Maria Montero

FTC files first case against fake paid reviews on Amazon

The Federal Trade Commission announced Tuesday night that it filed its first case against the use of fake reviews to sell products online. The Commission said it will settle with defendant Cure Encapsulations Inc., a New York City-based company, and owner Naftula Jacobwitz, whom it accused of making false statements about a weight loss supplement and paying for a website. from third parties to post fake comments on Amazon.

Fake reviews are a constant nuisance to Amazon Buyers, despite algorithms designed to safeguard their review system, and the company have responded with a number of lawsuits against websites offering to post fake verified reviews.

According to the FTC complaint, Cure Encapsulations sold pills containing garcinia cambogia, a tropical fruit also called tuna berries that is sometimes used as a “natural” weight loss aid. The pills were called “Encapsulations Quality Garcinia Cambogia” and were sold only on Amazon. Jacobwitz paid for a website called to post favorable reviews in order to increase his rating.

A statement of the FTC’s complaint against Cure Encapsulations Inc.

On October 8, 2014, Jacobowitz emailed the site operator saying that he would pay a total of $ 1,000 for 30 reviews, three per day, with the goal of increasing his rating from 4.2 to 4.3, which he claimed was necessary to have sales. He also wrote that he wanted the product to “remain five-star.” then published a series of fake five-star reviews praising the pills. The FTC said the reviews made false claims, including that the pills were a powerful appetite suppressant, caused weight loss of up to 20 pounds, and blocked the formation of new fat cells.

The proposed settlement includes a $ 12.8 million judgment, which will be suspended following the payment of $ 50,000 to the FTC and certain unpaid income tax obligations. The agreement also prohibits Cure Encapsulations and Jacobwitz from making weight loss, fat blocking, or disease treatment claims for dietary supplements, foods, or drugs, unless they have reliable scientific evidence from human clinical trials. They are also prohibited from making false statements about endorsements, including false reviews, and they must report to Amazon which reviews were false and send an email to customers who have purchased the pills to give them information about the FTC complaints.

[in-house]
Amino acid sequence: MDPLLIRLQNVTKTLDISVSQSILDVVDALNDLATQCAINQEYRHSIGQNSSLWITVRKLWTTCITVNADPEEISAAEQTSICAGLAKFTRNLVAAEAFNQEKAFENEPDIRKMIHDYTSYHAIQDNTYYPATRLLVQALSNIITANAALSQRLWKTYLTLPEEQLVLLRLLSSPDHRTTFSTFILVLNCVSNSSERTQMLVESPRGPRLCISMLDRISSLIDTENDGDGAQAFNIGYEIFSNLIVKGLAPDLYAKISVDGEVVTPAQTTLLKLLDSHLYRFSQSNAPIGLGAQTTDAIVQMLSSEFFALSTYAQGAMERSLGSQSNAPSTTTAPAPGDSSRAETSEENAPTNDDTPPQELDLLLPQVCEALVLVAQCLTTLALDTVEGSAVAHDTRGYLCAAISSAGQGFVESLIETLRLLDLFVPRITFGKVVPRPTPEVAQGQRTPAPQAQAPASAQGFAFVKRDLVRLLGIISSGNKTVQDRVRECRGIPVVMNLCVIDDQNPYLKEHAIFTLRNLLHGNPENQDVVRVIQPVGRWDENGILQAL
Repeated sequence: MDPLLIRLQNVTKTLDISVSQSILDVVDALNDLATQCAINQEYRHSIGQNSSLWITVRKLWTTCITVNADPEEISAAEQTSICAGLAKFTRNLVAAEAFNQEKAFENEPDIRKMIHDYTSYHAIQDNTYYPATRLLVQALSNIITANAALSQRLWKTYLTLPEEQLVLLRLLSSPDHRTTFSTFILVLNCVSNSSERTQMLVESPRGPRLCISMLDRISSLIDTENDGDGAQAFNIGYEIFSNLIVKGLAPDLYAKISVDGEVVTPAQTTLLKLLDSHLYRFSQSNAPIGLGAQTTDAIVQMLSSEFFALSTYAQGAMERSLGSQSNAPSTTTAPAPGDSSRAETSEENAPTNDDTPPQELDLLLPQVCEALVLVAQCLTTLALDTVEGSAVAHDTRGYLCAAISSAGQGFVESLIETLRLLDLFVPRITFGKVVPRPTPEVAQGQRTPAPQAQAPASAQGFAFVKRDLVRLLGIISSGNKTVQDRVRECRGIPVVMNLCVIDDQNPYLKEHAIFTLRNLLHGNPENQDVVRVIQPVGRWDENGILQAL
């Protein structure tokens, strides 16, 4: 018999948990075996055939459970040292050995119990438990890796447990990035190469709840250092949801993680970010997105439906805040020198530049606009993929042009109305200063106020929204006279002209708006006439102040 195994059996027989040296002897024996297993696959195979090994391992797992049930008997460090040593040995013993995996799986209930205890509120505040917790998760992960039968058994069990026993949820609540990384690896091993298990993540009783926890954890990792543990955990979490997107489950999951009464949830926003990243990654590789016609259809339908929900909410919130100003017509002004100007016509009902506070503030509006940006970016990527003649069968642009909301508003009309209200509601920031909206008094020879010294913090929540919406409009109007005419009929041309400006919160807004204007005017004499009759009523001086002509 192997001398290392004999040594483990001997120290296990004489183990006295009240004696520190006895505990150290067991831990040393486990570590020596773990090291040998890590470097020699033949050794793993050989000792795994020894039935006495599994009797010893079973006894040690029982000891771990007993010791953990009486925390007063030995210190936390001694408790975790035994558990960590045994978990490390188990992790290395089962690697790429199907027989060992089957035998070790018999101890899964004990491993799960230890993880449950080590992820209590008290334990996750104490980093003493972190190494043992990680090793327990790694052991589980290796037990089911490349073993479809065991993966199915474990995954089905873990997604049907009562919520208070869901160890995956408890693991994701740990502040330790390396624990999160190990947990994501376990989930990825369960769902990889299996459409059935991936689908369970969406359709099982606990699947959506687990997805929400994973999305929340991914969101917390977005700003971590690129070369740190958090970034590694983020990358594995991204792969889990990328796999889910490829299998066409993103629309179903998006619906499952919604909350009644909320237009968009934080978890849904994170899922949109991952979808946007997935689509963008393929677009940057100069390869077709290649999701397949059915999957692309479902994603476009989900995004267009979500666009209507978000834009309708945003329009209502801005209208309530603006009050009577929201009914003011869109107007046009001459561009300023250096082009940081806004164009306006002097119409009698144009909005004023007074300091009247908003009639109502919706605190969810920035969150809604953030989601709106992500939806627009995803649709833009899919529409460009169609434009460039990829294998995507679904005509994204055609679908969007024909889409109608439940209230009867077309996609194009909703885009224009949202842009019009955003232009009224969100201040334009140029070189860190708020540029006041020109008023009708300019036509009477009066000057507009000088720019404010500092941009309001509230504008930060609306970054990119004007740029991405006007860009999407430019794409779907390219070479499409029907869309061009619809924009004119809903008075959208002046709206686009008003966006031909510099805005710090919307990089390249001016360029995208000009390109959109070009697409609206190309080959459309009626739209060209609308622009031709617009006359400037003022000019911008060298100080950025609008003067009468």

In the press release, Andrew Smith, director of the FTC’s Office of Consumer Protection, said: “When a company buys fake reviews to inflate its Amazon ratings, it hurts both buyers and compliant companies. rules”.

In a statement to The Verge, an Amazon spokesperson said: “We welcome the FTC’s work in this area. Amazon invests significant resources to protect the integrity of reviews in our store because we know that customers value ideas and experiences. shared by other buyers. Even an inauthentic review is too much. “We have clear guidelines for participation for both reviewers and selling partners, and we suspend, prohibit, and take legal action against those who violate our policies.”